“I think fighting for our basic human rights is a long journey. Today’s decision is us reclaiming our rights, and it will definitely encourage us to continue our journey in reclaiming our rights.
Meanwhile, the Shariah Lawyers Association of Malaysia (PGSM) suggested the court’s decision could mean hudud, the Islamic penal law, cannot be implemented in Malaysia.
In a three-page statement today, PGSM president Musa Awang asserted that the Federal Court’s decision “will open space for anyone else to challenge other provisions contained in Shariah Criminal Enactments of the states”.
In explaining his own understanding of the decision and what he viewed as its impact, Musa said this would mean that states would face difficulties in making state laws on Shariah criminal offences when federal laws already cover the same.
“That decision shows that as long as there are any provisions about a criminal offence in federal laws, then it will be difficult for a state to carry out or enact provisions related to Shariah criminal offences, even though the offence is within the category of offences committed by persons professing the religion of Islam against the ‘precepts of Islam’,” he said.
In a joint statement by lawyers Datuk Malik Imtiaz Sarwar and Surendra Ananth, they noted that today’s decision meant that the power of state legislatures to make laws on offences against the precepts of Islam is limited to matters that do not fall under Parliament’s powers, and that this was even if Parliament had yet to make such laws.
“The court concluded that under the Constitution, it is Parliament that has primacy over criminal law.
“Though the State Legislative Assemblies can enact offences against the precepts of Islam, that legislative power does not extend to matters that Parliament can make criminal law over under the Federal List.
“This serves to limit the power of the State Legislative Assembly to enact offences against the precepts of Islam. To be clear, that preclusion applies as long as Parliament can make criminal law on the subject and is not confined to where Parliament has made law,” the lawyers explained.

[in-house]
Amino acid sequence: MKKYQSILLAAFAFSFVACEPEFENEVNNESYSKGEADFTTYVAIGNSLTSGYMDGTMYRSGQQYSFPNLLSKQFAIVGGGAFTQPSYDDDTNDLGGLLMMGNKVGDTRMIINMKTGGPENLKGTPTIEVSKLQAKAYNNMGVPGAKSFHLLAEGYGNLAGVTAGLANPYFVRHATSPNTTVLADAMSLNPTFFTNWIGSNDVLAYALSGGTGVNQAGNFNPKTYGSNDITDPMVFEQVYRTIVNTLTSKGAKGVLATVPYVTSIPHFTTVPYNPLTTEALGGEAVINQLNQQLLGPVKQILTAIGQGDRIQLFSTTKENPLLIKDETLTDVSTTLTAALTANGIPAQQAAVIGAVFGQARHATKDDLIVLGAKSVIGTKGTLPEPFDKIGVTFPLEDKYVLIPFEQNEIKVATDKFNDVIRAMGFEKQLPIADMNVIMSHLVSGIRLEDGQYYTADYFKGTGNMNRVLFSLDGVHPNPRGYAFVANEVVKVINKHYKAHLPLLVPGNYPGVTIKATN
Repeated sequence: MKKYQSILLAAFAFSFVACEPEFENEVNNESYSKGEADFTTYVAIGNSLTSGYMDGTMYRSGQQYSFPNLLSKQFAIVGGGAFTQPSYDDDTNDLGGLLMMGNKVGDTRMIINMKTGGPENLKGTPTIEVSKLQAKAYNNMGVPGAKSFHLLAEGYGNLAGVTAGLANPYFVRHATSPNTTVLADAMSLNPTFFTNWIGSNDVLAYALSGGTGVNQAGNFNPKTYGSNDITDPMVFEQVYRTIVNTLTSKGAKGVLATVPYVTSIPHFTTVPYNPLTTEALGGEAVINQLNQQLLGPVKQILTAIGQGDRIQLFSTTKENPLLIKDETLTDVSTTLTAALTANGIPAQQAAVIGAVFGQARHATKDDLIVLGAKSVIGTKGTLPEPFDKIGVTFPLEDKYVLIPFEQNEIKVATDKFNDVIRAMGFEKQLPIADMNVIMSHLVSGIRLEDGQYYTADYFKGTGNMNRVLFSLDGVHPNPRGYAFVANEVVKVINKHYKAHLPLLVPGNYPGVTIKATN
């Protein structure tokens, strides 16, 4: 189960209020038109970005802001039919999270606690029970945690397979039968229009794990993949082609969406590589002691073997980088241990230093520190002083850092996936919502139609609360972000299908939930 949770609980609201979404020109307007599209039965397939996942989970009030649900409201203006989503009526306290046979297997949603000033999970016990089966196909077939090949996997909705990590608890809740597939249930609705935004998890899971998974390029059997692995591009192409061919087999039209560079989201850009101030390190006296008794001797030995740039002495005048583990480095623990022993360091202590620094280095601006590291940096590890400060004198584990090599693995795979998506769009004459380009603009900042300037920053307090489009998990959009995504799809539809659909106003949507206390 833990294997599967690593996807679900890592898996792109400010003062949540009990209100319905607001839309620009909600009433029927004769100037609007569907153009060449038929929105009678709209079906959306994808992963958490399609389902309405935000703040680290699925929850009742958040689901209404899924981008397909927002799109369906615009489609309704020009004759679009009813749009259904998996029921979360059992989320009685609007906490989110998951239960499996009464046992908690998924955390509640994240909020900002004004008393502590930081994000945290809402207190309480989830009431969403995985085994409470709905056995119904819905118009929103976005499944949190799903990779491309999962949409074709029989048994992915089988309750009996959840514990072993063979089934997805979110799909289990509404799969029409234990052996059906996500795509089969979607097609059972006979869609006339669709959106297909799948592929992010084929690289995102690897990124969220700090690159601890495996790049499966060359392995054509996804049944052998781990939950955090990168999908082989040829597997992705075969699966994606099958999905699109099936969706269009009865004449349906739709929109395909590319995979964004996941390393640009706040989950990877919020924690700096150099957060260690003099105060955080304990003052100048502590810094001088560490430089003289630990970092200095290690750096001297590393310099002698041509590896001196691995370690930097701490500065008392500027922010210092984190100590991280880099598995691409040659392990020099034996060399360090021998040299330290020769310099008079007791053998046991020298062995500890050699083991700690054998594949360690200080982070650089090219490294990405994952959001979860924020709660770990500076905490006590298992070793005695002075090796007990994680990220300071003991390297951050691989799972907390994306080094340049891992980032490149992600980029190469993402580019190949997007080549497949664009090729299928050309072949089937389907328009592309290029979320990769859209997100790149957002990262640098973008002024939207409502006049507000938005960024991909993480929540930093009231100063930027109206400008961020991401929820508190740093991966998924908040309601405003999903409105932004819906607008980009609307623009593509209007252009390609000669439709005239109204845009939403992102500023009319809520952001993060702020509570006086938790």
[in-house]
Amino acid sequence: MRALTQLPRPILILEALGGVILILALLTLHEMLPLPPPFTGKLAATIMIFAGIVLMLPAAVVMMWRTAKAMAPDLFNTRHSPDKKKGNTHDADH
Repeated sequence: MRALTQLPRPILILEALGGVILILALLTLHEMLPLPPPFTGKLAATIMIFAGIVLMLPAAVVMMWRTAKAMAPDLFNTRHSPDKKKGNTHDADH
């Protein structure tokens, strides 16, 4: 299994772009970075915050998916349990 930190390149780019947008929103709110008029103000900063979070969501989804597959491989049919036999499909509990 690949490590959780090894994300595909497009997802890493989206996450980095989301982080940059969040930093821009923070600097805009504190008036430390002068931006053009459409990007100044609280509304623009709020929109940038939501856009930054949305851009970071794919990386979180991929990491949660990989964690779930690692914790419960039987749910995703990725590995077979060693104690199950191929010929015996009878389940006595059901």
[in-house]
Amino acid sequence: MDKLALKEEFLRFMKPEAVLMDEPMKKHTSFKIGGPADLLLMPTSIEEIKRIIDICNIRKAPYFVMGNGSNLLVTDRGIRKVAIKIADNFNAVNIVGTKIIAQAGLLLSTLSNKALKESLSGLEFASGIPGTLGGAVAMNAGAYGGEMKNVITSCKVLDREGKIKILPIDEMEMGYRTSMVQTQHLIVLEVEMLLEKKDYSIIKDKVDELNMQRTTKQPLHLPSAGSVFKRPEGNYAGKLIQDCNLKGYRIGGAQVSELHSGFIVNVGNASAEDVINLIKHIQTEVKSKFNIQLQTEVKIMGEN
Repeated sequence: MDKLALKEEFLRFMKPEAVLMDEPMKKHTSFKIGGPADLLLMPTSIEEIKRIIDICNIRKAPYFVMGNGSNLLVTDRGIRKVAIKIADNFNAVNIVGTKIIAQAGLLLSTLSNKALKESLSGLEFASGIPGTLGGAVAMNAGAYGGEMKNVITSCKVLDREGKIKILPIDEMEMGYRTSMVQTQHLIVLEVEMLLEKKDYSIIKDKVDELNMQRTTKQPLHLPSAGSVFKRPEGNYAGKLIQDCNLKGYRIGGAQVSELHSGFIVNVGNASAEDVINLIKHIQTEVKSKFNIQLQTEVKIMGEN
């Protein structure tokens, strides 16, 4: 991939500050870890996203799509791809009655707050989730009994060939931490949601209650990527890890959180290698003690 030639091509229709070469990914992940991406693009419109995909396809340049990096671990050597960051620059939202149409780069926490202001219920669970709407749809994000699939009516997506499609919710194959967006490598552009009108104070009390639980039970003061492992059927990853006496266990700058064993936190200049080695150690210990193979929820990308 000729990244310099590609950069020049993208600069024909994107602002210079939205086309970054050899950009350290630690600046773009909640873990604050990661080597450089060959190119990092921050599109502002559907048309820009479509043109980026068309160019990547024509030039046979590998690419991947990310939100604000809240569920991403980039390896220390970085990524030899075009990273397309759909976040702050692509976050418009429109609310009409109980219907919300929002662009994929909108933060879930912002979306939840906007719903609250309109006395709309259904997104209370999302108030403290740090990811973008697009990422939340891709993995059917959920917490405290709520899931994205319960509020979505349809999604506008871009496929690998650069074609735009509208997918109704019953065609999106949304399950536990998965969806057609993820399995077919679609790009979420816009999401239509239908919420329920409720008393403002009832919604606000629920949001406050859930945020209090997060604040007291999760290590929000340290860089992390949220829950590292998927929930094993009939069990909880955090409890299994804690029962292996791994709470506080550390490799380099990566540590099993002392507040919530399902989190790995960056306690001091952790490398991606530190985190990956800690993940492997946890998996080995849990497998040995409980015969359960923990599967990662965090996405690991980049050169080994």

“The court has clarified that there is one system of general criminal law, applicable to all persons, and another system of purely religious law in which offences can only relate to matters of religion. This will ensure that the law is applied without discrimination,” the two lawyers further said when explaining the separate grounds of judgment by Chief Justice Tengku Maimun and Chief Judge of Malaya Tan Sri Azahar Mohamed.
Among other things, it was noted by the Federal Court that Parliament had already made laws on the same offence of unnatural sex in Section 28, via Sections 377 and Section 377A of the Penal Code, which is a federal law.
Other lawyers who represented the Muslim man were Honey Tan Lay Ean and Tay Kit Hoo. The name of the Muslim man is being withheld on the request of his lawyers, who had previously highlighted the risks and danger posed if he was to be named publicly.
In August 2019, the Malaysian Muslim man was charged in the Selangor Shariah High Court under Section 28 of the 1995 Selangor state law read together with Section 52 for attempted offences, where he was alleged to have in November 2018 in a house in Bandar Baru Bangi attempted to commit sexual intercourse against the order of nature with other men.